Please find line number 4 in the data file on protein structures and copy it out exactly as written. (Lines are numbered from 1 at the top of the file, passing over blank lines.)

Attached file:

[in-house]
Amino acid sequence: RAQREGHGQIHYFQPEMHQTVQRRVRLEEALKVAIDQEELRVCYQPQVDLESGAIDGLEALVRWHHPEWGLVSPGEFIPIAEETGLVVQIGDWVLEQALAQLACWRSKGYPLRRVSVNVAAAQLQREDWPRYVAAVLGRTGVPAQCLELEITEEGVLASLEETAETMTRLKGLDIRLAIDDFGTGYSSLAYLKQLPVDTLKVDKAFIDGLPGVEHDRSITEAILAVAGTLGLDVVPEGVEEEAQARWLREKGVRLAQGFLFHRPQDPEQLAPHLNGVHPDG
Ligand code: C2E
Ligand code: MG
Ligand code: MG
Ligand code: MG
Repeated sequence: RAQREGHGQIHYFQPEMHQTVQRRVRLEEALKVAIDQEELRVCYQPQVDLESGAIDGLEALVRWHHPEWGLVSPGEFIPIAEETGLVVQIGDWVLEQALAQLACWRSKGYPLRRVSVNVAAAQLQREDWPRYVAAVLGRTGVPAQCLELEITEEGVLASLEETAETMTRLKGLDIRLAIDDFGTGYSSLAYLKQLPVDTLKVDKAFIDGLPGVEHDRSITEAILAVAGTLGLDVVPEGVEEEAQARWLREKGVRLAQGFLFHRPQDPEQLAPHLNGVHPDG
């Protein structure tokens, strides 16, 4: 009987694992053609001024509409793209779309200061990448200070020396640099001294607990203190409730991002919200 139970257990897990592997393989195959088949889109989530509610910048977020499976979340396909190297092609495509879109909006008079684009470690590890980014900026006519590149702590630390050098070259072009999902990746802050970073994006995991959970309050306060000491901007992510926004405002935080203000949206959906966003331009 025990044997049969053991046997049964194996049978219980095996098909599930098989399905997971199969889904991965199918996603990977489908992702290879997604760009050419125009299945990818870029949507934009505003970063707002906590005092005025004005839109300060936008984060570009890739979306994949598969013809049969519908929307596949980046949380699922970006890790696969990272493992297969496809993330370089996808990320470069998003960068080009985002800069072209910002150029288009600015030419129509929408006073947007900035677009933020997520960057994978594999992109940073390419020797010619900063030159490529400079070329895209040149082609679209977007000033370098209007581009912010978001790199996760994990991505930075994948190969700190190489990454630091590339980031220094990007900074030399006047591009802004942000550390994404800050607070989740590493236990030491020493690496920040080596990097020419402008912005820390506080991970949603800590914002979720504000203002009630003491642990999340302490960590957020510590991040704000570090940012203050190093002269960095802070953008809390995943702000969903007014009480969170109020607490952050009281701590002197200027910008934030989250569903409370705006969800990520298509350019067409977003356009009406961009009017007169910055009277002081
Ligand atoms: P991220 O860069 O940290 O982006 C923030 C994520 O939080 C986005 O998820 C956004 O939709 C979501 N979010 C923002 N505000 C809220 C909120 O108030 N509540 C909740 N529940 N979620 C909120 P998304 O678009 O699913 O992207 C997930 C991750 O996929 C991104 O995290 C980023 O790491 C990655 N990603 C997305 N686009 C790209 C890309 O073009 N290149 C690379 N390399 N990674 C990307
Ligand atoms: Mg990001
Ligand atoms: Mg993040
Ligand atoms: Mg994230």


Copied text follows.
Ligand code: MG